Tuesday, August 17, 2010

Walter's Steam Powered Giraffes

A year ago the group and I played around with an idea to expand our merchandise. Stamping our images over items still proved to be very costly, so we looked into more affordable options.

One of the ideas I had was to sculpt little steam powered giraffes people could buy. Each one unique and hand painted.

Well, it took about a year for me to get around to doing it. Mostly because at the time I didn't know what I'd do about firing the sculptures. But not too long ago I discovered the means to sculpt without the need for an oven.

Magic Sculpt!

You mix the epoxy with the hardener, and depending on how hot of a day it is, it will harden in 2-3 hours.

Seemed to be the answer, and so I bought some and messed around with it.

My first creation actually hardened way too fast. It was a very hot day. As I was adding the details the consistency turned to that of a rock and well, that was that.

The second giraffe I wanted to base off some concept art I did.

However, practicality meant I was restricted to what I had at the time. All the same, he came out great.

The second giraffe's clay I mixed incorrectly, and so it took a few days to harden. As it solidified I added layers of Mod Podge in hope it'd help support it. Luckily it became more or less rock solid as the weeks went on.

To make these guys I used my knowledge from art school in building a wire armature. Armatures are basically skeletons to help support the figure. Though the wire I had available was a little flimsy, so I had to wrap it around itself multiple times. I also punctured my finger with the ends a lot. Fun stuff.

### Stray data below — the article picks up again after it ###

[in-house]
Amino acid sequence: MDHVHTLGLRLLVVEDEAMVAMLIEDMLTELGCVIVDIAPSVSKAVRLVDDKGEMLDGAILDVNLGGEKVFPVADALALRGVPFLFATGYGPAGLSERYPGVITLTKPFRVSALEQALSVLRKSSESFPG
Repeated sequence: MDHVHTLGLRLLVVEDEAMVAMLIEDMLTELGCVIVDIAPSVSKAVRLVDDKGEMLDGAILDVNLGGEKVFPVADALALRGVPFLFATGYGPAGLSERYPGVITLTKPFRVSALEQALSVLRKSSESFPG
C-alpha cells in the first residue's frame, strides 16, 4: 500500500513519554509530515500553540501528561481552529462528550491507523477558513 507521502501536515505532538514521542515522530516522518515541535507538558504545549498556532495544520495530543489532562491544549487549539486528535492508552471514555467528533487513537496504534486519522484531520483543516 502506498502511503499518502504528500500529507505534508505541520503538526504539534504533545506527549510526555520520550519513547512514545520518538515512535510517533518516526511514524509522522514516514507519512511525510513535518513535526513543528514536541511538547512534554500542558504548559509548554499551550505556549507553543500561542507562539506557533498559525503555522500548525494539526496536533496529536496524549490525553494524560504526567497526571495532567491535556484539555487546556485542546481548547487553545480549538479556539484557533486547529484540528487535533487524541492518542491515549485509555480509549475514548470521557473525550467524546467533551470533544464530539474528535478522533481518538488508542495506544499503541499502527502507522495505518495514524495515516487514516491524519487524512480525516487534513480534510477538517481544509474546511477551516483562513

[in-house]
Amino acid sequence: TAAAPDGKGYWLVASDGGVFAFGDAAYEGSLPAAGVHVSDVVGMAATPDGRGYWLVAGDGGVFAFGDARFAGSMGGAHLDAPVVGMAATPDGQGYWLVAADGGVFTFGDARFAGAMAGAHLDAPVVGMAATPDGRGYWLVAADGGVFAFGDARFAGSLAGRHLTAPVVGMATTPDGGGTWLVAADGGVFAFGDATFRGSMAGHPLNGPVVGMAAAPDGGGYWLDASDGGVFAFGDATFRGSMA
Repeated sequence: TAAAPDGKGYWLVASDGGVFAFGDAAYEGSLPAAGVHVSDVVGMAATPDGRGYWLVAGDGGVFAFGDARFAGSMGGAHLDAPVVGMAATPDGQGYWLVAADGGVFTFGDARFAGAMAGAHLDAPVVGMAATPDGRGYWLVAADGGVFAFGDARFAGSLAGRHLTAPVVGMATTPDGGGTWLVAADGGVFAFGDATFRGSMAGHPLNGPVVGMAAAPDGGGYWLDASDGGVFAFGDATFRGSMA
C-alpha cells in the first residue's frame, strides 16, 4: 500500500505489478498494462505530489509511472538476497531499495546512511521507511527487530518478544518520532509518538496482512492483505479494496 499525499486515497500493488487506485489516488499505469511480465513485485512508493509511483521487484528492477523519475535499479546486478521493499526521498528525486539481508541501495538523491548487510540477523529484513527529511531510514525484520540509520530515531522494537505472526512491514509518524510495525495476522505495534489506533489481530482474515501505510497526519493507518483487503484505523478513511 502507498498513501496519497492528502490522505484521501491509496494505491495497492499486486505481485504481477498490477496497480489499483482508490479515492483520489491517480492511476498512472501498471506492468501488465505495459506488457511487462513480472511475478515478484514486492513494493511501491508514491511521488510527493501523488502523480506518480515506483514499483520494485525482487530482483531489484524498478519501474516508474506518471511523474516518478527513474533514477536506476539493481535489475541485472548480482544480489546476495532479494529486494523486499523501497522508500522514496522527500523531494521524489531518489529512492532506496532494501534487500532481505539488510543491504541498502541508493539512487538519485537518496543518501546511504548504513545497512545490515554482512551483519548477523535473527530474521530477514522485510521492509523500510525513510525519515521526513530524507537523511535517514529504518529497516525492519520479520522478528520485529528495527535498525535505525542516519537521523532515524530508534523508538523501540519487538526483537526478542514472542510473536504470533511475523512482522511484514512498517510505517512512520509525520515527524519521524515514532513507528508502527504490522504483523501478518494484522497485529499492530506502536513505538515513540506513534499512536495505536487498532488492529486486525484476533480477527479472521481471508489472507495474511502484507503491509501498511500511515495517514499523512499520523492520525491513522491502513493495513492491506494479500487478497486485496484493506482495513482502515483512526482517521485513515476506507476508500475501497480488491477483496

The clay goes over the armature skeleton. Adding screws, bolts, and plastic tubing (And push pins for antlers) they were coming along. The next day I primed them both and began painting.

The final touch is a sealer. I used a spray on gloss glaze to make them even more shiny.

It all came back to me while sculpting. All those lessons from art school. I really enjoyed the hours spent on those sculptures! I had taken a 3D character design class that used oil based clay and the teacher was impressed with my initial attempts. Especially the thin nature of some of the limbs and tiny details. I was determined to get clay to do impossible things.

The difference between oil based clay and magic sculpt is that oil based clay is extremely hard. You work it enough and it gets easier to mold, but sometimes its like chiseling away at soft stone.

Magic Sculpt starts its life very malleable, with a consistency already like the clay used in art classes that you add water to. And like that clay, water keeps it squishy. Of course, Magic Sculpt you only have an hour to work before it will start hardening, so you have to be quick. This annoyed me initially because I wanted to add more detail, but since making these I've learned that Magic Sculpt will adhere to itself, and so you can add more during multiple sessions in addition to sanding it down.